Thomas Girtin, Kirkstall Abbey from the North West, c.1792. B1975.3.1141. Yale Center for British Art, Paul Mellon Collection.

Thomas Girtin, Kirkstall Abbey from the North West, c.1792. B1975.3.1141. Yale Center for British Art, Paul Mellon Collection.

 

This atmospheric embrace of the British ruin set within a picturesque landscape continued well into the nineteenth century. John Constable, that great recorder of the English countryside in Suffolk, especially Dedham Vale, also recorded and celebrated medieval ruins. His 1828–9 oil sketch of Hadleigh Castle combines his interest in clouds with the picturesque rending of the castle’s fortifications.

 

John Constable, Hadleigh Castle, 1828–9. B2001.2.141. Yale Center for British Art, Paul Mellon Collection.

John Constable, Hadleigh Castle, 1828–9. B2001.2.141. Yale Center for British Art, Paul Mellon Collection.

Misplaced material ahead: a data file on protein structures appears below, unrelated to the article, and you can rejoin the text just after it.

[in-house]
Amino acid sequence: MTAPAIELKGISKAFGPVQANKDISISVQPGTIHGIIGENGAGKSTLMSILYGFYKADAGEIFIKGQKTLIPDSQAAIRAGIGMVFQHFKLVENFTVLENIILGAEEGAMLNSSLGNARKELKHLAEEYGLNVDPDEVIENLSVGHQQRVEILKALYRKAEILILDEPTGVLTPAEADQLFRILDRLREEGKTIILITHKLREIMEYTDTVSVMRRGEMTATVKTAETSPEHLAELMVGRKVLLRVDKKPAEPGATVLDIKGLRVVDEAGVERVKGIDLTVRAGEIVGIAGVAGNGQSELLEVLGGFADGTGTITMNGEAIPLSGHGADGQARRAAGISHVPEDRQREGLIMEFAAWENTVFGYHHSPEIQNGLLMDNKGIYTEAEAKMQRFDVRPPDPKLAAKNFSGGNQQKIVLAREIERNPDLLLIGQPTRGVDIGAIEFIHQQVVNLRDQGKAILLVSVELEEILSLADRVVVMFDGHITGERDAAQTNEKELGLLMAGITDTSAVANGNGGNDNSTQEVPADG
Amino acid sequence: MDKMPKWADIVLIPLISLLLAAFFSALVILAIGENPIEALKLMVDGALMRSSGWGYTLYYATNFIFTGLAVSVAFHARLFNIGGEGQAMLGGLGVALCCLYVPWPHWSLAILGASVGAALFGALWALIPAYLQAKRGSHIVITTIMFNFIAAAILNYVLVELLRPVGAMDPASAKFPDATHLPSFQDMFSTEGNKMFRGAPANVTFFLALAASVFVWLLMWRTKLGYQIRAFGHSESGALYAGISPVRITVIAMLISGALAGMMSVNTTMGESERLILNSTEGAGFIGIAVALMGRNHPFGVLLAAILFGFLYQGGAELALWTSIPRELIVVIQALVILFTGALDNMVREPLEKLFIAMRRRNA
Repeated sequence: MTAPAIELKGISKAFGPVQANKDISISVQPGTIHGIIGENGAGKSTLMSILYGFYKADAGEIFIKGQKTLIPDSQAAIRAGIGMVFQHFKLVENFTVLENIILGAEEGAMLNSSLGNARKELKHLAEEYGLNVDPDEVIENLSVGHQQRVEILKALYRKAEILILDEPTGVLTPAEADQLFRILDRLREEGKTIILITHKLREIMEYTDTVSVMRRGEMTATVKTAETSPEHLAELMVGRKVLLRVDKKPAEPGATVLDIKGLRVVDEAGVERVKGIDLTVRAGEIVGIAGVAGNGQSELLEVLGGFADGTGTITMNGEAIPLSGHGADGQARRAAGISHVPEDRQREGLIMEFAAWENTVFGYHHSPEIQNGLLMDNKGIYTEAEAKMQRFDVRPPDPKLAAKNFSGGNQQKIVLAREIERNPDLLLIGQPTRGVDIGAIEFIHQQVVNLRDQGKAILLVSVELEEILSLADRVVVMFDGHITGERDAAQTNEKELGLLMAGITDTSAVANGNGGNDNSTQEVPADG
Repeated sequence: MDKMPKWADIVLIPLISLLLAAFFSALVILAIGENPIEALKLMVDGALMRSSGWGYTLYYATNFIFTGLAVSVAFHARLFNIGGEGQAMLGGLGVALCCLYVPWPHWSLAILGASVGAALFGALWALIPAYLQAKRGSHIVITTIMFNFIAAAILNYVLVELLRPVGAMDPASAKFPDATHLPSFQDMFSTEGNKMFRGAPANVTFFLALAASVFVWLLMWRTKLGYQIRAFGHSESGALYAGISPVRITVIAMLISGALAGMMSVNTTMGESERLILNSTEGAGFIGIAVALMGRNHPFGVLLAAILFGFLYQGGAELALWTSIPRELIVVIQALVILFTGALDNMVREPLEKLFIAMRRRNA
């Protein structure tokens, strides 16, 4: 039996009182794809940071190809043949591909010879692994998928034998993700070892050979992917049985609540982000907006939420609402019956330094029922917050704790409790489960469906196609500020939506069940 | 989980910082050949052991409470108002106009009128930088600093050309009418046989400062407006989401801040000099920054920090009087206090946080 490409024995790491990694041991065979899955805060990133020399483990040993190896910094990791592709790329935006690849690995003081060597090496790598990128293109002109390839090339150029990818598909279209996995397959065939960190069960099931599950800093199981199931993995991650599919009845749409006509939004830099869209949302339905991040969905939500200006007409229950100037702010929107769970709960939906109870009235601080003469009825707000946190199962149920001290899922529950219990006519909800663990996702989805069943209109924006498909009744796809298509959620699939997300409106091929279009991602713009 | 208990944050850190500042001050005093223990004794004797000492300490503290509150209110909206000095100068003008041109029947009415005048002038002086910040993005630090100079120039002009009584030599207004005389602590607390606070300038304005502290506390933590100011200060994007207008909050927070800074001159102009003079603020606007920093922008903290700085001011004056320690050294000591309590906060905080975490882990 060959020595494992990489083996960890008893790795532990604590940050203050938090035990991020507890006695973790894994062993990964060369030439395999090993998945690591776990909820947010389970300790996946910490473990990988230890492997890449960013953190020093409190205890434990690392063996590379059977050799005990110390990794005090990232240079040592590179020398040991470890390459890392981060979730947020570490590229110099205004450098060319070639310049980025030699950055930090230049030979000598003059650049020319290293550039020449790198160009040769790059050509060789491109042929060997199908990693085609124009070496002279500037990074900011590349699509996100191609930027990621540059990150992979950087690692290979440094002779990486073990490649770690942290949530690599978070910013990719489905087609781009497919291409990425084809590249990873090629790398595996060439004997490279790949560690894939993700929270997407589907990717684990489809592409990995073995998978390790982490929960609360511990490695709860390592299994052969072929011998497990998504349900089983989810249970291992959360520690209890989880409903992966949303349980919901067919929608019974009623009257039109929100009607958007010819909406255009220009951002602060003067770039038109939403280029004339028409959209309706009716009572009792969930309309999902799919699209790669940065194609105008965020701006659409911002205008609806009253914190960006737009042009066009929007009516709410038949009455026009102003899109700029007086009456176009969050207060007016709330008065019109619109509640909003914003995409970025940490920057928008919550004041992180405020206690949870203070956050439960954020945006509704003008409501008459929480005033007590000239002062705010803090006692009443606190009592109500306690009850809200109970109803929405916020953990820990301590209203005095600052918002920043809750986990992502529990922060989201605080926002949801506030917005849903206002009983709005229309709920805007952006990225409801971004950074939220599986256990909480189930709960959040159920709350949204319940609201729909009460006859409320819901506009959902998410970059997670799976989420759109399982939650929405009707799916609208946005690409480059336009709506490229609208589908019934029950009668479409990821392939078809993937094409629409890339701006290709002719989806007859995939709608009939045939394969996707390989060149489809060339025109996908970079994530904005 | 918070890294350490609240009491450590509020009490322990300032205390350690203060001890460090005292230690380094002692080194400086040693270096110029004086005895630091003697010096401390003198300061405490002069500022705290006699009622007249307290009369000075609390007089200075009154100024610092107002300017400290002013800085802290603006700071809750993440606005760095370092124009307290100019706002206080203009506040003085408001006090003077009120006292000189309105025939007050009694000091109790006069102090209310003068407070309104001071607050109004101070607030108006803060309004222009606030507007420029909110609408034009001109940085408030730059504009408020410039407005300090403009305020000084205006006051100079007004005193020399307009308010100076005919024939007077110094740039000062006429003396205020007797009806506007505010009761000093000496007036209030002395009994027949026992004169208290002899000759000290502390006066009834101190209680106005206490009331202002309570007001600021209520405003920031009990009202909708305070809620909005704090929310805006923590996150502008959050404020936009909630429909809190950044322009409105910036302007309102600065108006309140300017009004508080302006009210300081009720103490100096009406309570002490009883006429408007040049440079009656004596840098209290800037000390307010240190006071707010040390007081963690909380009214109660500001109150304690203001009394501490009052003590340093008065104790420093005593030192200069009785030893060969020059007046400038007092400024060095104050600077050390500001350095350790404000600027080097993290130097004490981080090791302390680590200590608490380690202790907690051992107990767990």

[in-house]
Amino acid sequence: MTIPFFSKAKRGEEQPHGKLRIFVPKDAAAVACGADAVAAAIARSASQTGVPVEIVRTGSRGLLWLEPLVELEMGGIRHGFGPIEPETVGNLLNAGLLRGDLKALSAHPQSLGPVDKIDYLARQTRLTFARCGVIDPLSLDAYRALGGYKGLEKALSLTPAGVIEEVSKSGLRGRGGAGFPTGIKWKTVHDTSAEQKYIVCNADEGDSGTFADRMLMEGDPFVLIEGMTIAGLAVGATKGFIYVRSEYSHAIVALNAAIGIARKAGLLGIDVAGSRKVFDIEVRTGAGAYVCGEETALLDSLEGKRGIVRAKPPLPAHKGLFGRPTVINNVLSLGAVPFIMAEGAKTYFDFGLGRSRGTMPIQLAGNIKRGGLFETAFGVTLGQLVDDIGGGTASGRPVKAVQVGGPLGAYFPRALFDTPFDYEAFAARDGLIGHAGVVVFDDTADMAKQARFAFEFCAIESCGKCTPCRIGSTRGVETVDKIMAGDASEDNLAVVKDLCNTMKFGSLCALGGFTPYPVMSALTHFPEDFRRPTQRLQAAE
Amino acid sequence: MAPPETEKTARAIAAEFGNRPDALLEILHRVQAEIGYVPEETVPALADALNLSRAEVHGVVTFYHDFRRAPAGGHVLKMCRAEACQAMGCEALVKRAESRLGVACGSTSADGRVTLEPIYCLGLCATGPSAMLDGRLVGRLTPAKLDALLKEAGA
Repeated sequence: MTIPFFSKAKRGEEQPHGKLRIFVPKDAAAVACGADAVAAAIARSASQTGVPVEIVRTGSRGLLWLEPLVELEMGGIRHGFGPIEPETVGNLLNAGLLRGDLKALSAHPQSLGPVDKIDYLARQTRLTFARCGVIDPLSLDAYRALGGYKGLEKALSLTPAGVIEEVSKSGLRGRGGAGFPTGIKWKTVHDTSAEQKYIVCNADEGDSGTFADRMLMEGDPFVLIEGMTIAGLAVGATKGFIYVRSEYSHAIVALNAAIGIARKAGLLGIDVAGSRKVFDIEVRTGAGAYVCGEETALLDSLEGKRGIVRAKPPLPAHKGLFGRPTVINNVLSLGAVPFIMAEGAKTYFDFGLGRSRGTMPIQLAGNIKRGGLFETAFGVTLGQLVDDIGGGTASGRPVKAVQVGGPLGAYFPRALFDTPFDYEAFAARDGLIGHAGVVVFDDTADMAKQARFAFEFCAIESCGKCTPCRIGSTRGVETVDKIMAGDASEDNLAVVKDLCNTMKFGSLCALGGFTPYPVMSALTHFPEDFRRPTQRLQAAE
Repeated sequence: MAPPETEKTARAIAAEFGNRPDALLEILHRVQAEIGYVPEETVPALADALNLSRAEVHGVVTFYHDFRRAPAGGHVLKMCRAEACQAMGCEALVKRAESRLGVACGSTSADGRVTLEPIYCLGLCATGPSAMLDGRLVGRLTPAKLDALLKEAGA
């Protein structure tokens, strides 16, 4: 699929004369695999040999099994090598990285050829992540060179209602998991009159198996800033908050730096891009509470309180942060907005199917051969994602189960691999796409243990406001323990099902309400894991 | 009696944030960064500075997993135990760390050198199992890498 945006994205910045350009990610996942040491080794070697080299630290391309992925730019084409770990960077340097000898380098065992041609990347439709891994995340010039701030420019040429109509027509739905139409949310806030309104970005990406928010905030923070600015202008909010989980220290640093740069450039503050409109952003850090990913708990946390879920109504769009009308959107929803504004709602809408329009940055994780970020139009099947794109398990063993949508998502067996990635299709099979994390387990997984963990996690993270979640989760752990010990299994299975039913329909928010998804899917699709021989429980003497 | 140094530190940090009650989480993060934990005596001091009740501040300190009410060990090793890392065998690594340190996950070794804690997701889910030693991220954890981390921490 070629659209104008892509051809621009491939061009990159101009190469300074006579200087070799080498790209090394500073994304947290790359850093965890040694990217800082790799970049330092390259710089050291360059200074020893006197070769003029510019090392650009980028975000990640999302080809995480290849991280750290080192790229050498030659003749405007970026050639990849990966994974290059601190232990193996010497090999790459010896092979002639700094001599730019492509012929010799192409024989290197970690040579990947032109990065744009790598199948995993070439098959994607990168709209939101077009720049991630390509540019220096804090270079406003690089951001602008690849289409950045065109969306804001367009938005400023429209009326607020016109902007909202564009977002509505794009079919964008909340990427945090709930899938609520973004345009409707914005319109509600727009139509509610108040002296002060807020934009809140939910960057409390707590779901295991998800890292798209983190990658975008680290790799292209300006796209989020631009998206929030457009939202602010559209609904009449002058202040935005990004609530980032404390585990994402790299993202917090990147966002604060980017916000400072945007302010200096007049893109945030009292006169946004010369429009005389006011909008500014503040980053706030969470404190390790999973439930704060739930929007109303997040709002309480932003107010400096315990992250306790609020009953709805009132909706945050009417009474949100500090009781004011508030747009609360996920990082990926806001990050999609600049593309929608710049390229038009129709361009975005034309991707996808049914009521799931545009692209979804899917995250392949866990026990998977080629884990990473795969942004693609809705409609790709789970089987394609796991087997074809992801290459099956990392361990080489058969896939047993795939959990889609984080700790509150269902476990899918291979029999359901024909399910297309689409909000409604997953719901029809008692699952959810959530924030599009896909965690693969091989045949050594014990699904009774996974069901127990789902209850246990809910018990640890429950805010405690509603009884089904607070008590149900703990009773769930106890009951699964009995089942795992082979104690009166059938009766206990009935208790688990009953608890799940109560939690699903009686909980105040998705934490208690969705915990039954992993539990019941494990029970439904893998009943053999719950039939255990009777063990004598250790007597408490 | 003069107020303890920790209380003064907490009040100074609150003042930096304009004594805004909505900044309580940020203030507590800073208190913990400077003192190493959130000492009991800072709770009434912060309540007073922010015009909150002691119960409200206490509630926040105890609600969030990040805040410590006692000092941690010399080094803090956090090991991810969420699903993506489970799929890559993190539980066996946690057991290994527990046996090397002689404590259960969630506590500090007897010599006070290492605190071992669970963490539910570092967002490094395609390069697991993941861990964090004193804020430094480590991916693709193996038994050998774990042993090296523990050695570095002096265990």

Joseph Mallord William Turner, The Burning of the Houses of Parliament c.1834–5. D36235. © Tate, London.

Joseph Mallord William Turner, The Burning of the Houses of Parliament c.1834–5. D36235. © Tate, London.

 

And his notable contemporary, JMW Turner recorded the horrific scenes of the burning of the Palace of Westminster, London, with spectators, including Henry VII’s Chapel — the Lady Chapel of Westminster Abbey — and the historic heart of the Palace of Westminster, Westminster Hall — all watching on whilst the inferno blazes. Turner, consequently, was recording ruins in the making.

 

Britain’s historical ruins were thus woven deeply into Georgian art and antiquarian practice, as well as current aesthetic theory. Recording the remains for posterity, or simply framing majestic ruins within their landscape contexts, celebrated Britain’s historical past and cultivated the Gothic ruin’s status as a venerable relic. Antiquaries write about these structures visually and textually to realise their preservative, restorative and academic agenda. But the ruin was also a self-contained facet of the British picturesque landscape tradition. And as Turner’s stupendous watercolour of The Burning of the Houses of Parliament demonstrates, it records modern ruin-making. Ruins were, however, also written about in other ways — especially in historical tracts and fiction.